Unquestionably, whilst employers do have to take considerable responsibility for keeping their staff and visitors safe on a construction site, it’s important to remember that workers should also take action to keep themselves and their co-workers safe at work. Construction is one of the most dangerous occupations around, which is why every step must be taken to ensure that workers and visitors to the site follow the necessary health and safety procedures. Let’s have a look at CTH Hire Centre’s top safety tips:
1. Wear appropriate PPE
It is the responsibility of the employer to provide appropriate personal protective equipment, but in the event that this is not provided, the worker should ensure that they do not continue in their task until they are given the correct protective apparel. PPE can include but is not limited to:
• High visual clothing
• Well-fitted helmets
• Steel toe capped boots
• Ear plugs for noisy environments
• Protective eyewear
• Fall harnesses
Whilst of course all of these items may not be necessary for every type of job, they should be made available where appropriate.
2. Secure equipment when working at height
Whether a worker is required to climb a ladder or work on scaffolding to complete a job, it’s absolutely vital that both pieces of equipment are up to standard. A ladder should be of the correct height so that it is always one metre above the landing, and all of the ladder rungs should be intact. Ideally the upper and lower ends of the ladder should be secured safely, at the bare minimum another member of site personnel should foot the ladder to prevent it from slipping. Scaffolding should have a safe base and platform and no worker should be required to climb a scaffold which has not been erected properly. Remember that the Work at Height Regulations require all persons working at height to prove their competency when using relevant equipment.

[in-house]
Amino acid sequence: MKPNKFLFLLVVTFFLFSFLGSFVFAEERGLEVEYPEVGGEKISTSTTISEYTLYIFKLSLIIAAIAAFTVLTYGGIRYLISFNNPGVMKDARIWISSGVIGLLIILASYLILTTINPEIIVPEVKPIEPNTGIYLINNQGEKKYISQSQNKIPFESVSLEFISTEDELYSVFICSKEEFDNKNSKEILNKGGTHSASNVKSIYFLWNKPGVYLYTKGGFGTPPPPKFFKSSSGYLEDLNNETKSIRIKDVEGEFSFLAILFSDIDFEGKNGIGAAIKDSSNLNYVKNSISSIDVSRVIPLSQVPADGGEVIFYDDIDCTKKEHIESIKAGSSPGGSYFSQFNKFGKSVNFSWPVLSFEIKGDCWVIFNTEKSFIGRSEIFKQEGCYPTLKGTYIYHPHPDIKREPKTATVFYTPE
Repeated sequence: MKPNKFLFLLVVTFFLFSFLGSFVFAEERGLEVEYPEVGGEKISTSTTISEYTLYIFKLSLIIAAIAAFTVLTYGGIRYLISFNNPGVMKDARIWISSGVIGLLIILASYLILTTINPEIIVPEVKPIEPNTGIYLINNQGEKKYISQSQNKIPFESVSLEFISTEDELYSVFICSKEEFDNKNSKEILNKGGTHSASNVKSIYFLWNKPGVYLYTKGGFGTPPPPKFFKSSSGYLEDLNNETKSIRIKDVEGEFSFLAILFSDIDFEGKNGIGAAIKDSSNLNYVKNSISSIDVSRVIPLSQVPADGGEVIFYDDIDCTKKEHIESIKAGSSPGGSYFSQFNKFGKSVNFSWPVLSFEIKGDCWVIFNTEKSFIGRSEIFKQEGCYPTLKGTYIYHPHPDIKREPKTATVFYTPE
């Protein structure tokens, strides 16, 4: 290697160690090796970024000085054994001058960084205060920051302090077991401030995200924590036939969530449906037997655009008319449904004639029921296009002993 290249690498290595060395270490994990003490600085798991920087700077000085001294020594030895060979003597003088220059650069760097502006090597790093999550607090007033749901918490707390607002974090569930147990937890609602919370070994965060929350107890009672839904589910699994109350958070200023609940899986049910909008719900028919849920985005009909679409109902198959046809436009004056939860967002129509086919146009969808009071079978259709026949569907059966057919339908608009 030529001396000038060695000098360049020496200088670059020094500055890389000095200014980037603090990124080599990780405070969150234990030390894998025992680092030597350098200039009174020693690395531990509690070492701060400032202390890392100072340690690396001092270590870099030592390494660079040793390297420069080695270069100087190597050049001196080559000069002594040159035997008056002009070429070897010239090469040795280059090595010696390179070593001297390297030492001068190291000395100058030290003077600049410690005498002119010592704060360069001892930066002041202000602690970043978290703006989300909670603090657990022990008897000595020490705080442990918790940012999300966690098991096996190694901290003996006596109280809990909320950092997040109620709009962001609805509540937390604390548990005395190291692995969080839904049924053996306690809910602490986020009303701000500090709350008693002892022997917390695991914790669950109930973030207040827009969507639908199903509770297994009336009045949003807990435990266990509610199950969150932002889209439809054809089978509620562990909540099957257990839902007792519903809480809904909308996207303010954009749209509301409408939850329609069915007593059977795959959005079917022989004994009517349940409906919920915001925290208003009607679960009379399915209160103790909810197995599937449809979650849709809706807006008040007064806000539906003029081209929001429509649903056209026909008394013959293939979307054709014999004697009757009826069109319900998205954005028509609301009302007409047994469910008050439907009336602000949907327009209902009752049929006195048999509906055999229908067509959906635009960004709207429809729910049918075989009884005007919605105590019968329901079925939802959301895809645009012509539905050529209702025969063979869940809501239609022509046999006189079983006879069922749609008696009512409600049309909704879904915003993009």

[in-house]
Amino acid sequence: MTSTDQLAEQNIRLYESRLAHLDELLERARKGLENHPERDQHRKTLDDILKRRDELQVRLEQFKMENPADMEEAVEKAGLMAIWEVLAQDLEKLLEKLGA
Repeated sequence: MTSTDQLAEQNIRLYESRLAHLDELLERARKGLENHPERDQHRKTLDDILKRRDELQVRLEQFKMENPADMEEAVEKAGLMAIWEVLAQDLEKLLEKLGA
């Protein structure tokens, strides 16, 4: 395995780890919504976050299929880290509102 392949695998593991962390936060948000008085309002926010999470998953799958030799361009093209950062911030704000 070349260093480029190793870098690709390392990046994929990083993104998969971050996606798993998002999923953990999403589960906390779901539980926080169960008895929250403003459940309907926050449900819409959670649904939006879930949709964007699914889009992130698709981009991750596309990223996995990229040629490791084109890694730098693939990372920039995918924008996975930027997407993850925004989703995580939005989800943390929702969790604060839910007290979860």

3. Be vigilant
Inevitably a construction site worker will be required at some point to use a piece of electrical equipment. Prior to switching the device on, the worker should ensure that the metal casing is grounded, the power supply has an earth leakage circuit breaker and all cables are protected. Wear and tear in cables and machinery is a major cause of accidents, but is something which can be easily rectified provided that workers are vigilant.
4. Fire safety
Prior to commencing work on a construction site, all staff personnel should be informed of the fire safety procedures. They should understand which escape route they should take if a fire should break out, and ideally they should be trained on how to use a fire extinguisher to prevent a fire from spreading. Workers should ask their supervisors for relevant training.
5. Be careful when lifting
It can be tempting to lift something heavy without using the appropriate lifting and material handling equipment, however this is a major contributor to long term back problems and injury amongst workers in the UK. Whilst there isn’t a maximum weight limit defined by law which workers can lift, it generally comes down to common sense as to what can be lifted manageably, and what needs to be lifted using specialist equipment. With stair climbing trucks, lifting slings, block lifters, winches and many other pieces of lifting equipment available, provided workers are given the appropriate training there is no need for them to lift anything which they are not comfortable with.
At CTH Hire Centres, we can provide a huge range of different tools for hire which can help to keep workers on a construction site safe from harm. To find out more, visit our website or call our team on 01344 872 964 (Windlesham) or 01252 333 122 (Farnham).